Munem Wasif Water Tragedy: Climate Refugee of Bangladesh
Farmers beside Brahmaputra in Kurigram have had to move five times at least, in the last ten years. Every year rivers are becoming more violent while people living beside them are becoming more vulnerable. Like Bashumati Debi of Munshiganj, a wiry 37-year-old who has never driven a car, ran an air conditioner or done much of anything that produces greenhouse gases.
There are many more all over the world that are on the verge of becoming climate refugees, the tragic victims of too much or too little water. Water resource issues interact with a wide range of socioeconomic and environmental sectors including health, agriculture, biodiversity, public safety, industry, and navigation. Even if the emission of greenhouse gases were stabilized today, increases in temperature and the associated impacts including water availability and flooding will continue for many, many years. Things are more critical in a country like Bangladesh which has 140 million people packed into an area a little smaller than Illinois. In recent decades more intense rainfall events have occurred and people here experienced extreme water events in the form of severe flood, drought and heat waves. Last year the electric tidal force of the harsh Cyclone Sidr blow or the crushing rivers all have altered lives of this inhabitance. People lost children, crops from a field, house or the piece of yard that was their only asset. Only flood took away 1.5 million acres of crop, Sidr snatched away
10 - 15 thousand lives and river erosion gulped thousand acres of land. As the sea level slowly rises, this nation that is little more than a series of low-lying deltas islands amid some of Asia’s mightiest rivers – the Ganges, Jamuna-Brahmaputra and
Meghna - is seeing saltwater creep into its coastal soils and drinking water. Water is a critical core sector so what impacts here have cascading effects.
From the sustainable development perspective, the top priority for adaptation in the water sector should be to reduce the vulnerabilities of people and societies caused by increased climate variability and extreme events. Otherwise Bashumati’s mighty Padma will keep snatching. Many Monwara’s Quran will be blown. Countless Hatem Ali’s milking cows will get lost. These simple people who are always fighting with immense poverty and misfortunes still live a happy village life with no contribution in changing their very known weather will constantly face the water tragedy. It is time to take proper cautions, policies and regulations to lessen the gap between worse and better. Water is life; let there be life. Let’s not make it a tragedy.
About the author
1983, Dhaka, Bangladesh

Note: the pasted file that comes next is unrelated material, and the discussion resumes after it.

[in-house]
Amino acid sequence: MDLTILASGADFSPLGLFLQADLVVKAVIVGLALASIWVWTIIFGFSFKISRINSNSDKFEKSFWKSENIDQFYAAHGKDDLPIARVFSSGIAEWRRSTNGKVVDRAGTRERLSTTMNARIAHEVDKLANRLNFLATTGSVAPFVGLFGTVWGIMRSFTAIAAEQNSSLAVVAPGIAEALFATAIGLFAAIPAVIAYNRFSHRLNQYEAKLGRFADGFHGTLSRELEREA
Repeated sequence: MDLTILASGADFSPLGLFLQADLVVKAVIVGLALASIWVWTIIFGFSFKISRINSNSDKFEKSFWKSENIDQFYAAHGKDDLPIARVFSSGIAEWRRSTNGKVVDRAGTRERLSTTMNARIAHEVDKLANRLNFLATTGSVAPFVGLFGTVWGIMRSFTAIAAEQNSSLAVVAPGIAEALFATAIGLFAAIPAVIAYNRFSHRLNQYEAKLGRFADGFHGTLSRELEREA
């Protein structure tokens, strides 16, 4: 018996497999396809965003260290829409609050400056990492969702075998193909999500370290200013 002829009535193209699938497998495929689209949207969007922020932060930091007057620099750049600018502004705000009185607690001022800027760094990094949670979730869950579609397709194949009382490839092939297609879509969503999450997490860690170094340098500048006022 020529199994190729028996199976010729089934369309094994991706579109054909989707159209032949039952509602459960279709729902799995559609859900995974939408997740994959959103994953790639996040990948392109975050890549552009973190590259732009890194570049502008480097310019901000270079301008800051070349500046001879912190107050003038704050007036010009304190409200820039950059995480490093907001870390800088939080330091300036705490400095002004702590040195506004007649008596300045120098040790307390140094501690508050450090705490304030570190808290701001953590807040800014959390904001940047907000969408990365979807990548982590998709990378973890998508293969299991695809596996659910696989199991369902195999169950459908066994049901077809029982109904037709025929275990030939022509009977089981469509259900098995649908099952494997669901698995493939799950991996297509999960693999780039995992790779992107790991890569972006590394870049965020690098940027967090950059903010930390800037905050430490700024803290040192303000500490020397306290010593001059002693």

Munem Wasif is a documentary photographer, who graduate of Pathshala - the South Asian Institute of Photography. Wasif started his journalistic career as a feature photographer for the Daily Star, a leading English daily in Bangladesh. Following that, he worked as a staff photographer for two years with DrikNEWS, an international news photography agency. Now, he is represented by Agence VU.
Wasif’s prime area of interest revolves around socio-political documentaries. His photographs have been published in numerous national and international publications including Le Monde, Himal Southasian, Asian Geographic, Photo District News, Issue Magazine, Zonezero, Forum, pdfx12, Tiffinbox, Daily Star, Daily New Age, Daily New Nation, and Daily Shomokal.
In 2008, Wasif was selected as one of the 30 emerging photographers Photo District News, USA. In 2007, he was selected for the World Press Photo Joop Swart Masterclass in the Netherlands. He won an Honorable Mention in 2007 All Roads Photography Program by the National Geographic Society. He also won first prize in the Konkurs Fotografii Prasowej for his extensive work on tea garden workers.
Additionally, he has won two bronze prizes in the China International Press Photo. His work has been exhibited worldwide, including the Anchor photo festival in Cambodia; the International Photography Biennial of the Islamic World in Iran; the Fotofreo- festival of photography in Australia; the Tokyo Metropolitan Museum of Photography in Japan; and Getty Image Gallery in England.
Benoit Aquin, The Chinese 'Dust Bowl', 2006-2007
Edward Burtynsky, Selected works, 1996-2007
Jesus Abad Colorado, Landscapes and Battles: Two wings wait for the end of the tragedy, 1995-2002
Thomas Joshua Cooper, The World's Edge - The Atlantic Basin Project, 1998-2006
Sebastian Copeland, Antarctica - The Global Warning, 2006
Christian Cravo, Waters of Hope, Rivers of Tears, 1995-2008
Lynn Davis, Ice, 1988-2007
Carl De Keyzer, Moments before the Flood, 2006-2007
Reza Deghati, War and Peace, 1994-2006
Susan Derges, Eden & The Observer and the Observed, 1991-2008
Malcolm Hutcheson, Lahore's Waste Water Problem, 2008
Chris Jordan, In Katrina's Wake: Portraits of Loss from an Unnatural Disaster, 2005
David Maisel, Terminal Mirage & The Lake Project, 2001-2004
Mary Mattingly, Second Nature and Time Has Fallen Asleep, 2004-2008
Robert Polidori, After The Flood, 2005-2006
Roman Signer, Body of Work, 1976-2000
Jules Spinatsch, Snow Management, 2004-2008
Munem Wasif, Water Tragedy: Climate Refugee of Bangladesh, 2007